Monday, April 30, 2012

An April Update

Autumn is usually a nice time of year, cool but not cold and plenty of sunshine.
But not this year, The 'big wet' has continued on from summer.
In fact, all of Australia is officially drought-free for the first time in more than a decade from today.
At least everything is growing well.
Good grass cover in the paddocks is still maintaining my 16 cattle. I will have to select 8 or so to go to market over the next month so I don't have the pressure of winter feeding. All the bulls except the smallest will definitely be on the truck as well as a couple of older cows. I know this is not very farmer like, but sometimes it's a difficult choice.
Pasture weeds, mainly native tussock, are being kept under control by a manual spray program. I need to attack the bracken too but with the powered sprayer. Will have to wait until things get dried on the creek flats before I can do that. Getting the machinery bogged is not a pleasant thought. The window of spray opportunity closes by the end of May as the plants 'shut down' for winter and don't absorb the chemical.
We have the best display of flowers ever in the garden. I know I have shown these off before but one of my father's hybrid hibiscus has been absolutely covered in luminous blooms this year.

We decided not to pick the Cabernet Sauvignon this year. By the middle of April the bunches had begun to shrivel and the Baume reading was not much past 11.0. So no 2012 vintage at all from this little vineyard.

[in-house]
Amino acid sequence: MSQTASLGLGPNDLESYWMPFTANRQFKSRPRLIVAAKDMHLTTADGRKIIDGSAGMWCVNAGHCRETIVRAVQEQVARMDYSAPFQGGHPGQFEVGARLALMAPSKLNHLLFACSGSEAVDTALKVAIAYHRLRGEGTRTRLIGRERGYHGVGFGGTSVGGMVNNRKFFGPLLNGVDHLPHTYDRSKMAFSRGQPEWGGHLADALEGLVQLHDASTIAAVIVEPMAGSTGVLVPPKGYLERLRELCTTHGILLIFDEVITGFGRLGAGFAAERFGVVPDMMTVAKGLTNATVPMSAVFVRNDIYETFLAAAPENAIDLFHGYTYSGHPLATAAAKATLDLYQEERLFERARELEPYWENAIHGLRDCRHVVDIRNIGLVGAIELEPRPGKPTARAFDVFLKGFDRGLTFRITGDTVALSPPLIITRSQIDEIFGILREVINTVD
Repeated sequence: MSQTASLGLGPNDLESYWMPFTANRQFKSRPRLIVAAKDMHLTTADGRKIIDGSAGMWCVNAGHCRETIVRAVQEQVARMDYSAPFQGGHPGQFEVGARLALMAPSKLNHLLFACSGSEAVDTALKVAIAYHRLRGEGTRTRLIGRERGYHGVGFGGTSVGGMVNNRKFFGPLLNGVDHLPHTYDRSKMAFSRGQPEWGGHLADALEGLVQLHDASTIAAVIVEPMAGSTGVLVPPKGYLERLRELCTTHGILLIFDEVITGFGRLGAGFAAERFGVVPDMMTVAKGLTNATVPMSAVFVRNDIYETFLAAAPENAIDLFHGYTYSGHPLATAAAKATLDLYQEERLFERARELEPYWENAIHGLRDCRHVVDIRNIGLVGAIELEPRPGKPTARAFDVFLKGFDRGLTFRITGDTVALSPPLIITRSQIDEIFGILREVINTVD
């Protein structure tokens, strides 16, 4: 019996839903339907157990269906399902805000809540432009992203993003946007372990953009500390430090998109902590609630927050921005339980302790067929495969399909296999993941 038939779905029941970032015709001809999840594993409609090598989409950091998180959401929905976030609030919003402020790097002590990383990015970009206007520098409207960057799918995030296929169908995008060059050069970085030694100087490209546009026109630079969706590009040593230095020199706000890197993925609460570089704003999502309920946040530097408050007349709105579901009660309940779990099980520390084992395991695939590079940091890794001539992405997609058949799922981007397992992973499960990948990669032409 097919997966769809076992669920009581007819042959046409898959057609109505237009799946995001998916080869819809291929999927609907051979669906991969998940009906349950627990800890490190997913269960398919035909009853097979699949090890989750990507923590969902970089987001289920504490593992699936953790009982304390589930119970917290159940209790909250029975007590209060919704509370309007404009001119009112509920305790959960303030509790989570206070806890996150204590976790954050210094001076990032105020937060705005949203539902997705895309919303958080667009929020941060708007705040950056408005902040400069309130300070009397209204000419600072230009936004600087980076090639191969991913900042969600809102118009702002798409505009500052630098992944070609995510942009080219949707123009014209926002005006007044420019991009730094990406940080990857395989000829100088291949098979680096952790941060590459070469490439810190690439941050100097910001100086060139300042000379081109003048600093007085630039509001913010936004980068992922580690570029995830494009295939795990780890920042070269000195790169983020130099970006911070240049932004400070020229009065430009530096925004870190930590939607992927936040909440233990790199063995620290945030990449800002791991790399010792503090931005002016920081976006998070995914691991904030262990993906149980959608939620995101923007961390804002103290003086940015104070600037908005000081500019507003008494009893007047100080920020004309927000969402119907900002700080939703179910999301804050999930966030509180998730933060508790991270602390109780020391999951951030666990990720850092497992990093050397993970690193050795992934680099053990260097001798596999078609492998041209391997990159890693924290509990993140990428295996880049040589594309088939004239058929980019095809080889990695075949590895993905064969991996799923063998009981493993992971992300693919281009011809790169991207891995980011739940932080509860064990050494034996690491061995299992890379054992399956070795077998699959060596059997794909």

That's ok as we have plenty of wine left over from last year.
I watched a rural program on TV the other day and saw that many commercial vineyards and especially those with table grapes had had a bad year in New South Wales, many with severely reduced or abandoned crops, so don't feel so bad.
We will do some remedial work on the trellises this winter by increasing the height to allow better shoot (more leaves) growth.
Other than that, not much excitement in the neighbourhood.
The Kings Highway that winds its way over the mountains between us and Canberra (the Australian Capital) was cut again due to a big landslide. This was once a regular occurrence until they put in slip prevention measures but all the rain we have had caused another big one.
The road was closed for a week which has affected local businesses considerably as Canberra people are a major tourist group and it was Australian Capital Territory school holidays.
The alternative routes added another 3 to 4 hours to the usual 2 hours to the coast.
It took almost a week to clear the blockage.
And luckily no one was caught in the slide despite it being a busy road.

We are getting ready for all the winter chores. Stirling is heading south from the Central Coast to help us out.
Jobs include collecting and stacking fallen wood for burn off as a bushfire prevention task, cutting up firewood from decent fallen wood, repairing the cattle yards, race and ramp, cleaning out the stables for the winter hay delivery.
And then there is the continual job of fence repair. Why do trees always fall over fences and not the other way? Part of the butter side down of falling bread puzzle (although Mythbusters did 'bust' that myth)
Decommissioning the vegetable garden is also on the agenda. Yes, we have finally given up! Gail 'up the back' is supplying us with great salad, herbs and vegetables so we defer to her greater horticultural skills.
Stirls, I and the co driver may also indulge in a little good food and wine consumption during his visit.
It won't be too long until the vine pruning has to be done but I usually wait until late in the season to do that as it delays shooting and encourages the grapes to ripen a little later.
Busy days ahead.

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